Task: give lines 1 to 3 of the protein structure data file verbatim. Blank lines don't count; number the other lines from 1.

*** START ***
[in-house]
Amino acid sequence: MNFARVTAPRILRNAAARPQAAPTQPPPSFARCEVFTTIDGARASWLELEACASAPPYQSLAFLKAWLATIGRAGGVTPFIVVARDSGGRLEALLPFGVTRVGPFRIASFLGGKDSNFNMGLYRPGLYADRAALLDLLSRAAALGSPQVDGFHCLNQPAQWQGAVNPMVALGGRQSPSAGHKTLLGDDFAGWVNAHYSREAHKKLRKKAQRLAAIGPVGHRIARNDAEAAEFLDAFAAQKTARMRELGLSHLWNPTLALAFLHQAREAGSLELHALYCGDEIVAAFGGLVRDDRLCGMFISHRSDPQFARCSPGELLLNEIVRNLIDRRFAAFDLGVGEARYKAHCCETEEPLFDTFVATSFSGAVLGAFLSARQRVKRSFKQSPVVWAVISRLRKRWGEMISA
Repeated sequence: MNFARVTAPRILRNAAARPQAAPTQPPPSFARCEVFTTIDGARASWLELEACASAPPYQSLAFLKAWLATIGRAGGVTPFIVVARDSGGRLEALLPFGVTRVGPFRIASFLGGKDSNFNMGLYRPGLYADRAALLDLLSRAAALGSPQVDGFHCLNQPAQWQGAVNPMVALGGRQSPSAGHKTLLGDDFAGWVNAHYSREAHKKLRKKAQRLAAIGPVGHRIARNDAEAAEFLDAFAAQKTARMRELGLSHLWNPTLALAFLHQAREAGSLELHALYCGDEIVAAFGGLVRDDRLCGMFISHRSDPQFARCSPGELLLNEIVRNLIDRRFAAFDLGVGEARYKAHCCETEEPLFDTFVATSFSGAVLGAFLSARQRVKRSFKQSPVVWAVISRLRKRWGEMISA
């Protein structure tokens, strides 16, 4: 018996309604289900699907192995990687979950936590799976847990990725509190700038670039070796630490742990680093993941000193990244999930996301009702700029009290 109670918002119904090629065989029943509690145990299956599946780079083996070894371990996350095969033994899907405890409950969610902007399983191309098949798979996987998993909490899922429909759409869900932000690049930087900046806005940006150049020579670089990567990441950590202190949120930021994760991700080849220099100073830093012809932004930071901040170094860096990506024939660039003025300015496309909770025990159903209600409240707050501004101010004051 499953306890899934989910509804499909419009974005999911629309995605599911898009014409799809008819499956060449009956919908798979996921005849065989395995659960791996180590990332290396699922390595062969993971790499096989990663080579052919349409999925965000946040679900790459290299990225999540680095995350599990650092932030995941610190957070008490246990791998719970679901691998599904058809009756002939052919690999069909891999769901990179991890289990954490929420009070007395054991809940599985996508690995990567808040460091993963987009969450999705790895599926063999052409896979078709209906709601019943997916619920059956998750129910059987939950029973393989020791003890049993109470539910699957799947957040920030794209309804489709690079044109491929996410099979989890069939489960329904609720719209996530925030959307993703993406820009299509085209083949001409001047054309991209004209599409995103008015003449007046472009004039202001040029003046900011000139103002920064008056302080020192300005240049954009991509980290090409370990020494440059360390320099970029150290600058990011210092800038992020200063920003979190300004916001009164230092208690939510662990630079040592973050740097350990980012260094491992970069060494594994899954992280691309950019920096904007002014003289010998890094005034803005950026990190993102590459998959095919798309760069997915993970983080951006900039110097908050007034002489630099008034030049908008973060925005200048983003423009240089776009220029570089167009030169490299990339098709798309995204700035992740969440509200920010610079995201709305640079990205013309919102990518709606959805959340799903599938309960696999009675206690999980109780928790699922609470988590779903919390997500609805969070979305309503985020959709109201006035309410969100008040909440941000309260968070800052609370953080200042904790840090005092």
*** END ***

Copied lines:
[in-house]
Amino acid sequence: MNFARVTAPRILRNAAARPQAAPTQPPPSFARCEVFTTIDGARASWLELEACASAPPYQSLAFLKAWLATIGRAGGVTPFIVVARDSGGRLEALLPFGVTRVGPFRIASFLGGKDSNFNMGLYRPGLYADRAALLDLLSRAAALGSPQVDGFHCLNQPAQWQGAVNPMVALGGRQSPSAGHKTLLGDDFAGWVNAHYSREAHKKLRKKAQRLAAIGPVGHRIARNDAEAAEFLDAFAAQKTARMRELGLSHLWNPTLALAFLHQAREAGSLELHALYCGDEIVAAFGGLVRDDRLCGMFISHRSDPQFARCSPGELLLNEIVRNLIDRRFAAFDLGVGEARYKAHCCETEEPLFDTFVATSFSGAVLGAFLSARQRVKRSFKQSPVVWAVISRLRKRWGEMISA
Repeated sequence: MNFARVTAPRILRNAAARPQAAPTQPPPSFARCEVFTTIDGARASWLELEACASAPPYQSLAFLKAWLATIGRAGGVTPFIVVARDSGGRLEALLPFGVTRVGPFRIASFLGGKDSNFNMGLYRPGLYADRAALLDLLSRAAALGSPQVDGFHCLNQPAQWQGAVNPMVALGGRQSPSAGHKTLLGDDFAGWVNAHYSREAHKKLRKKAQRLAAIGPVGHRIARNDAEAAEFLDAFAAQKTARMRELGLSHLWNPTLALAFLHQAREAGSLELHALYCGDEIVAAFGGLVRDDRLCGMFISHRSDPQFARCSPGELLLNEIVRNLIDRRFAAFDLGVGEARYKAHCCETEEPLFDTFVATSFSGAVLGAFLSARQRVKRSFKQSPVVWAVISRLRKRWGEMISA